Success on the home front

CHRIS STEVENSON, SUN MEDIA

, Last Updated: 9:30 AM ET

This year's RBC Canadian Open -- it had more stops and starts than Charles Barkley's swing -- has finally been wrung out and hung out to dry.

Apart from Michael Phelps being as likely to win as Nathan Green -- it was that kind of weird with all the rain, eight holes-in-one and Mike Weir's he-didn't-make it move, yes-he-did bizarre ruling -- the feeling is our national championship has got some momentum going for it.

The introduction of Weir's charity pro-am with guys like Kevin Costner, Michael Jordan and Martin Brodeur created a buzz rarely seen on a Monday at a PGA Tour event -- never mind one in Canada -- and RBC's and the RCGA's efforts to make it "best in class" (Translation: Best without Tiger) are making the tournament more of an event.

Next year, they get to add another star: St. George's Golf and Country Club.

Taking the Canadian Open to St. George's -- despite the logistical nightmare of hosting the event in an urban area -- will kick up the buzz. As a private club, not a lot of Canadian golfers get to see St. George's which, in my mind, is right up there with the usual suspects (Th e National, Cape Breton's Highlands Links and Hamilton G & C.C.) as the top course in Canada. It's such a subjective thing, but it might be the best.

One great benefit to having St. George's host the Open is you will hear a lot about designer Stanley Thompson, "the Toronto Terror," who is to golf design in Canada what the Group of Seven is to Canadian art.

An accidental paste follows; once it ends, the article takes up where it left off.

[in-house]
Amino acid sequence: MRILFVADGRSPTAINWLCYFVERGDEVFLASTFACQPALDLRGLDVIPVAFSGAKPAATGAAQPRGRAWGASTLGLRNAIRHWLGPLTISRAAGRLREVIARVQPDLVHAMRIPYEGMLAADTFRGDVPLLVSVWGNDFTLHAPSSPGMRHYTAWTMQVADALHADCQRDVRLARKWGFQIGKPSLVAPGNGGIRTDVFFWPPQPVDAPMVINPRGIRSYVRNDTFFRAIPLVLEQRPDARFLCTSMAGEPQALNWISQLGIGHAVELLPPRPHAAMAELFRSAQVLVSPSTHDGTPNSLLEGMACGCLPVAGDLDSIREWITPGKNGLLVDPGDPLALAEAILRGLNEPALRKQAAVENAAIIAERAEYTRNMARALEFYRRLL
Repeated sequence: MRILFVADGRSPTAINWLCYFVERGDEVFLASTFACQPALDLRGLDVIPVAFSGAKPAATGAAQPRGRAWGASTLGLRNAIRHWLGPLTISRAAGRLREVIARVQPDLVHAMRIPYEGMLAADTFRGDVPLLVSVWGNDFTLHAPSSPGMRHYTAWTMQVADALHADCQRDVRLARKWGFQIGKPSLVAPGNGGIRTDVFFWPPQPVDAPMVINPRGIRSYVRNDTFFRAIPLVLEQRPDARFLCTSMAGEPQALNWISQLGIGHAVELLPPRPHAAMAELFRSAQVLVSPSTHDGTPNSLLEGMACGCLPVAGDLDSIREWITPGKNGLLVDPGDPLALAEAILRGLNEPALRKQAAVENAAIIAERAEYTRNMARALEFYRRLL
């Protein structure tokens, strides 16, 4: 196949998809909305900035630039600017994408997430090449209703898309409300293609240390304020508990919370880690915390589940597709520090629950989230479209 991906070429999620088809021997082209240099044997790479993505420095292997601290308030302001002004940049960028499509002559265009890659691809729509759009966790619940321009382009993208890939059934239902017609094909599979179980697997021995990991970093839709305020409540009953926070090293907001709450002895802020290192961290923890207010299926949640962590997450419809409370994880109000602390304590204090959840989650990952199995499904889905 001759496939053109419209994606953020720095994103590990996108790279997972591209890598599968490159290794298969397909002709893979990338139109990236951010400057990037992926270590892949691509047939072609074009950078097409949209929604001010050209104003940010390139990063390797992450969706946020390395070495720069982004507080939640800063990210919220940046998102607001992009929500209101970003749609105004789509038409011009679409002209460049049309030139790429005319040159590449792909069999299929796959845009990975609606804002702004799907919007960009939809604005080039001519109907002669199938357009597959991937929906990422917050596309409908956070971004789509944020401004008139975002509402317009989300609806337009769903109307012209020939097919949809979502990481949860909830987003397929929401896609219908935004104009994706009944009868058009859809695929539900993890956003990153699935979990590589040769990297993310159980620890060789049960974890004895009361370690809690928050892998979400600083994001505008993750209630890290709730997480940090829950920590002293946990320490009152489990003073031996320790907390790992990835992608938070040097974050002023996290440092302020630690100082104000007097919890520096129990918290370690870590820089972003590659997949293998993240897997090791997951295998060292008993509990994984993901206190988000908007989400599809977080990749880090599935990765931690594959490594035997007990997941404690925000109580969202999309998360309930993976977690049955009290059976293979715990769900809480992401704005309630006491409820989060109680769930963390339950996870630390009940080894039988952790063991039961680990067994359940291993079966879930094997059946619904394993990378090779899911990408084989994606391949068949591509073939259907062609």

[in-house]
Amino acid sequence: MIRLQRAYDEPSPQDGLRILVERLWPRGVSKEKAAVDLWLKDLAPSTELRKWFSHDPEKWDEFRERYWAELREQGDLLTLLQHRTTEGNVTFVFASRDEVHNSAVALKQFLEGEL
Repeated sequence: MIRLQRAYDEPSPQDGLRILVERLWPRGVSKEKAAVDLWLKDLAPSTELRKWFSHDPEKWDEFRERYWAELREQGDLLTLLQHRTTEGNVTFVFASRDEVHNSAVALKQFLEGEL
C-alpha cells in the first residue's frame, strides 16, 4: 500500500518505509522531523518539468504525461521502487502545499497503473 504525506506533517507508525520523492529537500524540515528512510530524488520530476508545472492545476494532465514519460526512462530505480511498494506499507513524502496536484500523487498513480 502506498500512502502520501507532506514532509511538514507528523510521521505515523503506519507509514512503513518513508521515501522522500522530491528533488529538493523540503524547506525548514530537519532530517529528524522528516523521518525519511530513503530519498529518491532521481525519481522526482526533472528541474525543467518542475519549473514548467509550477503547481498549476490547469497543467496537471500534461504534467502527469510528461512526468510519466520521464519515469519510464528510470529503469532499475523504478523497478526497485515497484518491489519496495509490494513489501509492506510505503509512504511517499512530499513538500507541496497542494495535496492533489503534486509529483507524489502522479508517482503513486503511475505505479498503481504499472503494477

They all took Canadian landscapes and interpreted them in unique and stunning ways.

The pros will embrace St. George's and its old-school, other-world charm in the middle of the concrete of Etobicoke.

One big difference between St. George's and Glen Abbey is its pacing. The front nine at Glen Abbey is nothing particularly special. The land is unremarkable, winding through big, boxy houses. Back in 1977 when it opened, it had its cache as a Jack Nicklaus creation and the home of the Canadian Open, but now I think you can find a hundred courses in Canada that have nine holes at least as good as the front at the Abbey.

That's not an exaggeration: Th ere have been many courses worthy of attention built in Canada by designers like Doug Carrick and Tom McBroom in the 30 years since, not to mention the timeless excellence of those crafted from Th ompson's genius.

The drama at Glen Abbey is reserved for the Valley, holes 11 through 15, and for the potential for eagles on 16 and 18.

The Abbey's aura was foisted upon it by the association with Nicklaus and as the home to our national championship. There's nothing wrong with that: It was one of the first stadium courses and incorporated the demands of and infrastructure for major-league golf and it has served its purpose wonderfully in Canada's biggest marketplace.

But St. George's is a rare creation, a course that is relentless in its excellence, moving with the stamina of a marathoner over hills and valleys, every hole owning the ability to force you to take a deep breath when you arrive at the starting line.